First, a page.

At one level Pelmorex is merely sustaining a lengthy tradition. Radio has been around for more than 75 years; experts have been predicting its imminent demise for 50. It has survived by finding new arenas to exploit as it is crowded off older turf. That survival comes at a cost — if you want bigger profits, take fewer chances. That means more market research and a shorter, more predictable playlist.


In Omaha, Neb., in the 1950s, Todd Storz noticed people in the bar where he was drinking chose the same songs on the jukebox repeatedly, ignoring others completely. Storz adapted the idea, called it “heavy rotation” and sold it to radio stations as a programming concept. In the early ’60s, Bill Drake surveyed several thousand Los Angeles teenagers and compiled a playlist of their 40 favorite singles, refining Storz’s ideas further. With the short-lived exception of free-form FM in the late ’60s and early ’70s, radio formats continued to tighten.


These days, programming services or consultants tell radio stations what songs and artists to play in every radio format. Pelmorex uses Vancouver’s Pat Bohn & Associates and Toronto-based Solutions Group to determine playlists for its formats. Every selection is a guaranteed surefire crowd pleaser: “If it doesn’t cut it in the research, it doesn’t get onto the playlist,” Morrissette says.


For a time, such tightly focused, sure-thing product was enough to pull radio revenues out of a nosedive. It has been widely thought that during the ’80s radio listener numbers dwindled. In fact, audiences remained steady; they’ve actually been increasing a little each year. Now, however, stations’ profits are suffering again, even as their ratings remain solid. Costs keep rising, and there is new competition for advertising: specialty-TV services, Web sites and the like. Enter Pelmorex, with a way to cut those costs back and boost bottom lines — news that is especially welcome in a business where you can expect to turn much of your profit on only one-eighth of the work you do.


Radio stations make most of their money during three hours of the day. From 6 a.m. to 9 a.m., when people are waking up and getting to work, they’re also listening to the radio. In the business, it’s called “morning drive.” Morning drive shows feature a lot of information (traffic, news, weather and sports), some comedy, upbeat music and the most expensive commercials on the clock. Morning drive is the only part of the day Pelmorex doesn’t offer programming for — no client would want it. And for about 10 percent of Pelmorex’s affiliates, that’s the only time they get off the Pelmorex network feed.


A look at small-station economics shows why. If you’re running a radio station without the Pelmorex network, you still have to pay people to play music, do time and weather checks, and back-sell the music for the other 21 hours in a day. And those people often vary wildly in quality, presence and ability — an unwelcome variant in an otherwise tightly structured format.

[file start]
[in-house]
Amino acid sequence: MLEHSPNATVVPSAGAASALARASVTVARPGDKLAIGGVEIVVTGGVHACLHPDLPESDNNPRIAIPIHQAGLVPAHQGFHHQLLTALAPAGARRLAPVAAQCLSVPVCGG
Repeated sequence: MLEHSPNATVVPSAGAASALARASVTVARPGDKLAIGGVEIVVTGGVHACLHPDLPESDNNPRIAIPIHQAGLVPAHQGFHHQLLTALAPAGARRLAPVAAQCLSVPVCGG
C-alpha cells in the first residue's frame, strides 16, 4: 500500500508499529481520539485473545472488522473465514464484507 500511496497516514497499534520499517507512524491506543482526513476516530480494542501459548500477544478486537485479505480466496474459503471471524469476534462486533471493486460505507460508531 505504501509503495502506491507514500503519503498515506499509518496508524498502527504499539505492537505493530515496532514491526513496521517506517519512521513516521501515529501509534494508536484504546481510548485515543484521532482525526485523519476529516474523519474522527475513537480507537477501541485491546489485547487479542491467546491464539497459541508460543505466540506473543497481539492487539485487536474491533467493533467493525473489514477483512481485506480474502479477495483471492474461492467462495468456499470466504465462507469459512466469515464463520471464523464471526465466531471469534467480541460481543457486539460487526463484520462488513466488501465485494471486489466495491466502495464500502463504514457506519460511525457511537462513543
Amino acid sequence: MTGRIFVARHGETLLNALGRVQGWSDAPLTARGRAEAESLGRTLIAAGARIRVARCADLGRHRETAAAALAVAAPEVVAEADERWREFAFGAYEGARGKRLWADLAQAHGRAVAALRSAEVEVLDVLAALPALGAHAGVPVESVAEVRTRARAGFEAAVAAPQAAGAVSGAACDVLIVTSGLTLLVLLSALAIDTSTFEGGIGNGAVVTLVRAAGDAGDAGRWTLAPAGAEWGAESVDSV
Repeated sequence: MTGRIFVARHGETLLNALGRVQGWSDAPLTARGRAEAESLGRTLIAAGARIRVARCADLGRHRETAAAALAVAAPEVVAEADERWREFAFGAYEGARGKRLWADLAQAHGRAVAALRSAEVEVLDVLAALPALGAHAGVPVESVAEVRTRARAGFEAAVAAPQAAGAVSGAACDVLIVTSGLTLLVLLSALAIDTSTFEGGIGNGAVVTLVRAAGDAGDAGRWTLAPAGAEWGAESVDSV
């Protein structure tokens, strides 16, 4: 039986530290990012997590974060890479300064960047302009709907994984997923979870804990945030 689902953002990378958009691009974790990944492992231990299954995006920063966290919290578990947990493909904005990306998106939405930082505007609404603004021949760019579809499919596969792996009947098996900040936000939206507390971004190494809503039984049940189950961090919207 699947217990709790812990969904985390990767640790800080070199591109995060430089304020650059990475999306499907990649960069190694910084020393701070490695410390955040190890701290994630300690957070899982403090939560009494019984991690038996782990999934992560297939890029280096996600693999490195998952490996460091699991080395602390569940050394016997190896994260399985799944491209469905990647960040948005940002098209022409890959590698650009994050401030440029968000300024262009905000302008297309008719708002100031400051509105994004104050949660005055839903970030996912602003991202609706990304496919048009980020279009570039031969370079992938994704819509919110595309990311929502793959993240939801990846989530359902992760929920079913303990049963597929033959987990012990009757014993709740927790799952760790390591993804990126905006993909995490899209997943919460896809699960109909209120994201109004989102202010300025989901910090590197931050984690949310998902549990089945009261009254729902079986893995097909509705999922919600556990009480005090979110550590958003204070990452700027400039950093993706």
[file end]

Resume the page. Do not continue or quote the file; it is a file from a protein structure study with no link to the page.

Hayes, on the other hand, has a resume comprising more than 20 years in every format in the country’s biggest markets. For $750 a month, suddenly C-whatever-FM in Tiny Town gets a big-time professional. And it can put its own Jimmy the Hapless Boy, who has been limping through the overnight shift, to work as a producer instead — one more person to help perfect the best possible commercials and programming for that all-important morning drive slot. For the rest of the schedule, Pelmorex gets to sell and keep two minutes of commercial time every hour for itself. The local affiliate gets the other eight-and-a-half minutes.


When Hayes sits down to do his first show of the day, he can concentrate on his performance. Everything else — news, weather, commercials and the music itself — is the responsibility of a chain of computers. Every second of the Pelmorex feed is mapped out digitally on a computer hard drive. The drive runs a couple of massive CD players containing that day’s part of the network’s music library. Hayes has a track list, along with a cue sheet that tells him when he is expected to talk. The same computer program triggers local playback: promos, national commercials and station identifications, switching between sources and routing content to affiliates. Pelmorex offers news at the top of the hour from Broadcast News (BN), the radio arm of the Canadian Press wire service, and weather forecasts from its own Weather Network.


At the top of each hour, stations can run Pelmorex’s BN, take a network-supplied “filler song” or sell the time as commercials. Some stations are equipped to broadcast the correct time; in other cases Peltnorex’s on-air talent serves the country’s different time zones by referring to where the minute hand is in relation to “the hour,” without specifying which hour they’re talking about.